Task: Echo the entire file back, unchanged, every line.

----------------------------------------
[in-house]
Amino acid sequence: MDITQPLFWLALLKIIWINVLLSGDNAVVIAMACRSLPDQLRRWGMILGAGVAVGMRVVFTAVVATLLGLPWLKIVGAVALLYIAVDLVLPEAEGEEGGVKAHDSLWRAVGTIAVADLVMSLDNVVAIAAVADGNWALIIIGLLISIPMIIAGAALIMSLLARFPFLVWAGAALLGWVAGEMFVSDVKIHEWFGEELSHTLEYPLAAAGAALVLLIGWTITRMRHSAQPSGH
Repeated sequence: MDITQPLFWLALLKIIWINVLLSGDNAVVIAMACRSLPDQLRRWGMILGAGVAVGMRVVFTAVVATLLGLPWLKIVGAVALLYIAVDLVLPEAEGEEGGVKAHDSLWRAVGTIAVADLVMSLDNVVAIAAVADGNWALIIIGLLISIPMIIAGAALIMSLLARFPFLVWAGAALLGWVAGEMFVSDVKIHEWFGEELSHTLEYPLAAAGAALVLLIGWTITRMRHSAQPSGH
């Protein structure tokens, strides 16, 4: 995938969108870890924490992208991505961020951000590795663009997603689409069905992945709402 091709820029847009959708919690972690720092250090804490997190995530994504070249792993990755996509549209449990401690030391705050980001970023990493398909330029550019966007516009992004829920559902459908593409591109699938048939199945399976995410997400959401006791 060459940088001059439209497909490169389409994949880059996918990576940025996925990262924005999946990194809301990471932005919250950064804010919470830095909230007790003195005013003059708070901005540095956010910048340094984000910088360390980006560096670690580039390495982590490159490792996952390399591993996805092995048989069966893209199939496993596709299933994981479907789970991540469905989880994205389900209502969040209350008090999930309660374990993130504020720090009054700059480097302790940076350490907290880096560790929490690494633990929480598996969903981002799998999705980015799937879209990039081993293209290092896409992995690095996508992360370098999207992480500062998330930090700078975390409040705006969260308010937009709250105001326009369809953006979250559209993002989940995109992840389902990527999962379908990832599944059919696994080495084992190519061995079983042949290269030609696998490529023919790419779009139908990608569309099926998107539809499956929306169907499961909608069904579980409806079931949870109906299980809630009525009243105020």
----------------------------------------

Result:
[in-house]
Amino acid sequence: MDITQPLFWLALLKIIWINVLLSGDNAVVIAMACRSLPDQLRRWGMILGAGVAVGMRVVFTAVVATLLGLPWLKIVGAVALLYIAVDLVLPEAEGEEGGVKAHDSLWRAVGTIAVADLVMSLDNVVAIAAVADGNWALIIIGLLISIPMIIAGAALIMSLLARFPFLVWAGAALLGWVAGEMFVSDVKIHEWFGEELSHTLEYPLAAAGAALVLLIGWTITRMRHSAQPSGH
Repeated sequence: MDITQPLFWLALLKIIWINVLLSGDNAVVIAMACRSLPDQLRRWGMILGAGVAVGMRVVFTAVVATLLGLPWLKIVGAVALLYIAVDLVLPEAEGEEGGVKAHDSLWRAVGTIAVADLVMSLDNVVAIAAVADGNWALIIIGLLISIPMIIAGAALIMSLLARFPFLVWAGAALLGWVAGEMFVSDVKIHEWFGEELSHTLEYPLAAAGAALVLLIGWTITRMRHSAQPSGH
């Protein structure tokens, strides 16, 4: 995938969108870890924490992208991505961020951000590795663009997603689409069905992945709402 091709820029847009959708919690972690720092250090804490997190995530994504070249792993990755996509549209449990401690030391705050980001970023990493398909330029550019966007516009992004829920559902459908593409591109699938048939199945399976995410997400959401006791 060459940088001059439209497909490169389409994949880059996918990576940025996925990262924005999946990194809301990471932005919250950064804010919470830095909230007790003195005013003059708070901005540095956010910048340094984000910088360390980006560096670690580039390495982590490159490792996952390399591993996805092995048989069966893209199939496993596709299933994981479907789970991540469905989880994205389900209502969040209350008090999930309660374990993130504020720090009054700059480097302790940076350490907290880096560790929490690494633990929480598996969903981002799998999705980015799937879209990039081993293209290092896409992995690095996508992360370098999207992480500062998330930090700078975390409040705006969260308010937009709250105001326009369809953006979250559209993002989940995109992840389902990527999962379908990832599944059919696994080495084992190519061995079983042949290269030609696998490529023919790419779009139908990608569309099926998107539809499956929306169907499961909608069904579980409806079931949870109906299980809630009525009243105020």